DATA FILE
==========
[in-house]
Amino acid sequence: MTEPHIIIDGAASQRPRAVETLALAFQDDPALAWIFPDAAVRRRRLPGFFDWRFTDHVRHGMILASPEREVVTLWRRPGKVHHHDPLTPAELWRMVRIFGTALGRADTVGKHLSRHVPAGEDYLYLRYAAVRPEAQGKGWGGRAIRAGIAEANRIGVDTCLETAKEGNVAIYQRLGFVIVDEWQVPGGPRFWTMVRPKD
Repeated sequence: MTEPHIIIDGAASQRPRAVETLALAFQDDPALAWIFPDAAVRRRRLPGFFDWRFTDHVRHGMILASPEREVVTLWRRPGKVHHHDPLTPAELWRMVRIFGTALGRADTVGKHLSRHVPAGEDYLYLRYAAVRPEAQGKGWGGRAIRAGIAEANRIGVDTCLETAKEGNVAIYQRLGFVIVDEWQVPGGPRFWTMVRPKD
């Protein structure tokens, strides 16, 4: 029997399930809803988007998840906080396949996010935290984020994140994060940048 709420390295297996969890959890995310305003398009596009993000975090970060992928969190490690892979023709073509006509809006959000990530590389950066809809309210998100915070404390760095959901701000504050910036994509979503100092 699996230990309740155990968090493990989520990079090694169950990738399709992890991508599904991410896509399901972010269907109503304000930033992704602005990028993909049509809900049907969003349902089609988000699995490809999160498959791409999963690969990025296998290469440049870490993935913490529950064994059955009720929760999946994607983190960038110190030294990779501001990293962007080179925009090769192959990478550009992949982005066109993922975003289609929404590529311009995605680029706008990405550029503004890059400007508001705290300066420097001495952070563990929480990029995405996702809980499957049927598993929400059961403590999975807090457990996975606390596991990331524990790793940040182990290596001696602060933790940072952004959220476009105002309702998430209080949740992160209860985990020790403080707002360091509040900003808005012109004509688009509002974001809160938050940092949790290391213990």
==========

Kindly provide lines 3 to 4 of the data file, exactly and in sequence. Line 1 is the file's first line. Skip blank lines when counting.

Repeated sequence: MTEPHIIIDGAASQRPRAVETLALAFQDDPALAWIFPDAAVRRRRLPGFFDWRFTDHVRHGMILASPEREVVTLWRRPGKVHHHDPLTPAELWRMVRIFGTALGRADTVGKHLSRHVPAGEDYLYLRYAAVRPEAQGKGWGGRAIRAGIAEANRIGVDTCLETAKEGNVAIYQRLGFVIVDEWQVPGGPRFWTMVRPKD
């Protein structure tokens, strides 16, 4: 029997399930809803988007998840906080396949996010935290984020994140994060940048 709420390295297996969890959890995310305003398009596009993000975090970060992928969190490690892979023709073509006509809006959000990530590389950066809809309210998100915070404390760095959901701000504050910036994509979503100092 699996230990309740155990968090493990989520990079090694169950990738399709992890991508599904991410896509399901972010269907109503304000930033992704602005990028993909049509809900049907969003349902089609988000699995490809999160498959791409999963690969990025296998290469440049870490993935913490529950064994059955009720929760999946994607983190960038110190030294990779501001990293962007080179925009090769192959990478550009992949982005066109993922975003289609929404590529311009995605680029706008990405550029503004890059400007508001705290300066420097001495952070563990929480990029995405996702809980499957049927598993929400059961403590999975807090457990996975606390596991990331524990790793940040182990290596001696602060933790940072952004959220476009105002309702998430209080949740992160209860985990020790403080707002360091509040900003808005012109004509688009509002974001809160938050940092949790290391213990």